Precarious Employment and the Struggle for Good Jobs in the University Sector
Precarious employment is one of the hallmarks of what is euphemistically called “the new economy.” It has deep roots in the university sector. Recent decades have seen a move away from full-time secure jobs for academic workers, toward reliance on part-time, contingent, relatively low wage jobs. As a cost-savings measure, and as a way to provide flexibility in operations, universities rely on part-time teaching staff to increasing degrees. In some instances, more than half of all undergraduate teaching in Canada (but also in university systems across Europe) is done by part-timers.
Contingent academic workers, numbering in the tens of thousands in Ontario alone, find themselves in a situation where they have to apply for their jobs as often as every four months, with no guarantee that the work they rely on will be offered. Many have found themselves in this situation for more than 20 years, with an increasingly large cohort joining them each year, proving that there is indeed company in misery. Furthermore, despite the fact that many contingent academic workers have nominally high hourly wages, many live in poverty because of limits on the ability to work. For example, academic work is primarily seasonal work, with very little offered in the spring and summer months.
This has meant increasing income insecurity and employment insecurity. This is just as true for long service employees as newer hires. Precarious employment has also meant that it has been difficult to secure pensions and benefits, which are primarily available to full-time employees of a single university. An unfortunate reality, however, is that a sizable number of academic workers (primarily sessional instructors) do actually work full-time within the university system, but they are forced to work contracts at multiple institutions (often located in two or more cities).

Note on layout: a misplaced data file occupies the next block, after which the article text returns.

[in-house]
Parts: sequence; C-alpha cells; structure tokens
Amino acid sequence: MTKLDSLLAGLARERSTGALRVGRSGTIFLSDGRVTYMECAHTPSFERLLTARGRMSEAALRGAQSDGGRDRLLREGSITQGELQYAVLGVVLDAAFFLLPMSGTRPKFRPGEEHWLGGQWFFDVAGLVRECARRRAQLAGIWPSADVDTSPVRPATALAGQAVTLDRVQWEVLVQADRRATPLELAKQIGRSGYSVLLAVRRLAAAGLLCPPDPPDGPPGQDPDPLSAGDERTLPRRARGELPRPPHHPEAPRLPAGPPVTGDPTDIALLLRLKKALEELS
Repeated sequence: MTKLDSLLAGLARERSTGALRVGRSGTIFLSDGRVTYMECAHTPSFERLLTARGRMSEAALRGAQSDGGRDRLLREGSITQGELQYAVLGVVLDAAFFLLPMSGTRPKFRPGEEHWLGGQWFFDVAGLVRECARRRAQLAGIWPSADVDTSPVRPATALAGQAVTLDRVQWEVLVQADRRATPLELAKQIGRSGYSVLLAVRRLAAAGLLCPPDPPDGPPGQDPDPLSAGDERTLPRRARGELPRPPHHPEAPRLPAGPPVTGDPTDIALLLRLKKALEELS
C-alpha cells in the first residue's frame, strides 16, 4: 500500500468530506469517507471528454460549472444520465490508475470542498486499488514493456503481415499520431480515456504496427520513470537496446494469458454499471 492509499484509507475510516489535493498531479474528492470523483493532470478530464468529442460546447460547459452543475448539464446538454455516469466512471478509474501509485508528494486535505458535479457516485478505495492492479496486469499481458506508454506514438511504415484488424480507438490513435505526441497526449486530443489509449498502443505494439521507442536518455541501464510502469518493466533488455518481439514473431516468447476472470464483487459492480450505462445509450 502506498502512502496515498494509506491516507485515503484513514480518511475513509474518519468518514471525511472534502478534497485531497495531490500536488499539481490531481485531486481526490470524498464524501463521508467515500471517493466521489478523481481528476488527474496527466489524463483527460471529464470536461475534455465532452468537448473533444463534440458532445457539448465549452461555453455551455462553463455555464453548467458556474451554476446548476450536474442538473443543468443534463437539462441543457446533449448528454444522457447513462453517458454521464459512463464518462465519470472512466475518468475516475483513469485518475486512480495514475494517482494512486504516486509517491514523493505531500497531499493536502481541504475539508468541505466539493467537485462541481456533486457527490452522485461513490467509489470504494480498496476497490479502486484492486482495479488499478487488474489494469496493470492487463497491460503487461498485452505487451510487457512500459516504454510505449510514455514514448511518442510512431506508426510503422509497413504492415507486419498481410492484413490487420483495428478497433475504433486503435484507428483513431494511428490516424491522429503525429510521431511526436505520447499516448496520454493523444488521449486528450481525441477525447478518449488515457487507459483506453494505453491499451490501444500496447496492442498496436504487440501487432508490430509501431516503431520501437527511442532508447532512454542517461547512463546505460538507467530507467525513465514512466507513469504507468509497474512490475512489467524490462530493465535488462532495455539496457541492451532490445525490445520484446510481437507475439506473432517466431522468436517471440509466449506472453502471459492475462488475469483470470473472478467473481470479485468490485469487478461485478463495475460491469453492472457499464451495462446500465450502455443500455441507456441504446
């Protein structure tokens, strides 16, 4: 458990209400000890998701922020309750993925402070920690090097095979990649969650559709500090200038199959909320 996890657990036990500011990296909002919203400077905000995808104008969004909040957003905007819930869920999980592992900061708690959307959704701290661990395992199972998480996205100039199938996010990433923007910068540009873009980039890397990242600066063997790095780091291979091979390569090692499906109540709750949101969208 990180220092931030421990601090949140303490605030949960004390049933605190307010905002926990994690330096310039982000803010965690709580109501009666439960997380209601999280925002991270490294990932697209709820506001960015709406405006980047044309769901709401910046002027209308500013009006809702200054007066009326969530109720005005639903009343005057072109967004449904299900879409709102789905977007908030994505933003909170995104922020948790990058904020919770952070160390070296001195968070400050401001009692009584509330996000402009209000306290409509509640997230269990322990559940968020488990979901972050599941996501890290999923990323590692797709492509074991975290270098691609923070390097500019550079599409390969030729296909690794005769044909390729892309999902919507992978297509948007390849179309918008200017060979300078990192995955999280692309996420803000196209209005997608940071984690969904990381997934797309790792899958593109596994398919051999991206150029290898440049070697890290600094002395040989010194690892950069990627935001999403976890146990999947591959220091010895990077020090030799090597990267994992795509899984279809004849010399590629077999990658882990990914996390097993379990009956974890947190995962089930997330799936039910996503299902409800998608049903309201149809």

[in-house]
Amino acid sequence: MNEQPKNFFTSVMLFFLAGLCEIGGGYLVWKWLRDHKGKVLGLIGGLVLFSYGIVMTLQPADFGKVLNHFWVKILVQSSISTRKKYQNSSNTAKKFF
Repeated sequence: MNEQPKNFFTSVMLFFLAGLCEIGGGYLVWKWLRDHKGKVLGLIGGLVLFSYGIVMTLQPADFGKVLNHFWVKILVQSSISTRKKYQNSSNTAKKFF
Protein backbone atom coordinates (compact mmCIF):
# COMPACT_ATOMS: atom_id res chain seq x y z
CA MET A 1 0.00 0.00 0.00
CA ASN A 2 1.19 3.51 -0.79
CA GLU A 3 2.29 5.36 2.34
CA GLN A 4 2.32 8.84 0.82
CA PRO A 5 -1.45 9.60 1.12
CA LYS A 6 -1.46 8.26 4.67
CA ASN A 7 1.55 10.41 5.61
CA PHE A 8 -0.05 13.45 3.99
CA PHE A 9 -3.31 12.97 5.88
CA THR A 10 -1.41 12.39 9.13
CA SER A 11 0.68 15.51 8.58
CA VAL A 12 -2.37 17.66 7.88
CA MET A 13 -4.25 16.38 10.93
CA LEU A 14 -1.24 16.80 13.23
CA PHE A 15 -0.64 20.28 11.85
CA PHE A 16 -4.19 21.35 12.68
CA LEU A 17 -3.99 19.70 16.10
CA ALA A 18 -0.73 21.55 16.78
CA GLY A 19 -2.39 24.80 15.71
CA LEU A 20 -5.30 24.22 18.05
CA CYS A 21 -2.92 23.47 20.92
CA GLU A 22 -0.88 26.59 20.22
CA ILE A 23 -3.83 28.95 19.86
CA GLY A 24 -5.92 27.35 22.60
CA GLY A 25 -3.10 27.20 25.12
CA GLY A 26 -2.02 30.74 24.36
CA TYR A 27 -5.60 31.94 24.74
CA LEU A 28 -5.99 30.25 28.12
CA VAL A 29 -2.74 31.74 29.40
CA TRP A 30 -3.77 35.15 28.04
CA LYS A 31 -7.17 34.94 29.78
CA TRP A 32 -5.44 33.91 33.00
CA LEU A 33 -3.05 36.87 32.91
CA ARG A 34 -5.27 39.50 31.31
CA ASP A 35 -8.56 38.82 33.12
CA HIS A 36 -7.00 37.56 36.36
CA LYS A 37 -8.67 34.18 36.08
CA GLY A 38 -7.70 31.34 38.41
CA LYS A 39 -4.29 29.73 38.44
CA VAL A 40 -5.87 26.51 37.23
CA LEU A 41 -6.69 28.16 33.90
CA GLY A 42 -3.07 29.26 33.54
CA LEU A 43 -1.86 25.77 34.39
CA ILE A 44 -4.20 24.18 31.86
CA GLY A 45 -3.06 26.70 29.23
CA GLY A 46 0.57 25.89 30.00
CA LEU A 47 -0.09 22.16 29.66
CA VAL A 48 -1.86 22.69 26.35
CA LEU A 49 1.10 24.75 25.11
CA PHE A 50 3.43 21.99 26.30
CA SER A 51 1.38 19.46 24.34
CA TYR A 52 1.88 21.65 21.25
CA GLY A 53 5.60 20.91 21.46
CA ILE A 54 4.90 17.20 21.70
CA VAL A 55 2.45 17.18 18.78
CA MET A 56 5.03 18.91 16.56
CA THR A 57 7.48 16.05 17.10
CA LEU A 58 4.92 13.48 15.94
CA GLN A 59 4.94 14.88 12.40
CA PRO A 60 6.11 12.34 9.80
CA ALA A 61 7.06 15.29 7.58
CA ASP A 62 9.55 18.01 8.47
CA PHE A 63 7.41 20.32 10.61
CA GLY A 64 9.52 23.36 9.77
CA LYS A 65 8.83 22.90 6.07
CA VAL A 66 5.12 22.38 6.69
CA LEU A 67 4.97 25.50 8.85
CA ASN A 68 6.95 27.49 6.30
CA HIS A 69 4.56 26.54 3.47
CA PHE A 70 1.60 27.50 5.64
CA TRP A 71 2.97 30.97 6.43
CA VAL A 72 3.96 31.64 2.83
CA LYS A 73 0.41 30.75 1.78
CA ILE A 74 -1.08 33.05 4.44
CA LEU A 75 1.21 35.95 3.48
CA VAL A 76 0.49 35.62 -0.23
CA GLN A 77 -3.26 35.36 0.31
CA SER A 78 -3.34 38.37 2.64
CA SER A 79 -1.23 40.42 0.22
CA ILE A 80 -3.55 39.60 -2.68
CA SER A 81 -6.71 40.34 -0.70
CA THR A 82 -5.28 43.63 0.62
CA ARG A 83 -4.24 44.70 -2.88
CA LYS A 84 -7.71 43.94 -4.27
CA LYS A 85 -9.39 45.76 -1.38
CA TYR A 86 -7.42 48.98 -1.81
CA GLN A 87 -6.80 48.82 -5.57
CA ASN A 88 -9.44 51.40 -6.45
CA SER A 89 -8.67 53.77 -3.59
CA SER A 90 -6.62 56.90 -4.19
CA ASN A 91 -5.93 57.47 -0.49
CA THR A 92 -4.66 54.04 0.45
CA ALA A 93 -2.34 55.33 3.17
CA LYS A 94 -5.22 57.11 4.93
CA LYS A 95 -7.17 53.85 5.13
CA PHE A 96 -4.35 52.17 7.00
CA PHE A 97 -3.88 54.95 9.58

The current strike by CUPE 3903 at York University in Toronto, Ontario, should be examined in light of the extent of precarious employment in post-secondary education. CUPE 3903 represents approximately 3340 contingent academic workers, including teaching assistants, graduate assistants and part-time instructors (sometimes referred to as sessional lecturers). The strike by CUPE 3903 is, however, but one case in the broader struggle for good jobs for university workers. CUPE’s Ontario University Workers Coordinating Committee (OUWCC) has been working for years to coordinate the bargaining efforts of university locals, in order to make gains for academic and support workers on campuses, and to fight to increase government funding of post-secondary education to benefit workers and students alike.
The Neoliberal University
In the current context, universities are both enmeshed in, and reproduce neoliberal social relations. As an aspect of neoliberalism, universities have taken on many of the worst elements of the flexible labour market. Work is increasingly offered as part-time, temporary and contingent. Gone are the days when universities relied on tenured faculty for the delivery of undergraduate education. It has been found to be much cheaper instead to hire sessionals at as low as 1/3 the wage cost (not even including the dramatic reduction in benefit, pension and professional development costs).
An expanding cohort of undergraduates is rarely being taught by a tenured professor. There is, of course, no evidence sessionals are less qualified educators. However, this does lead to a negative impact on students in need of reference letters. Since many sessionals teach at multiple universities, and at other jobs, it is also more difficult for students to get face-time with their instructors in order to get assistance with assignments and course material.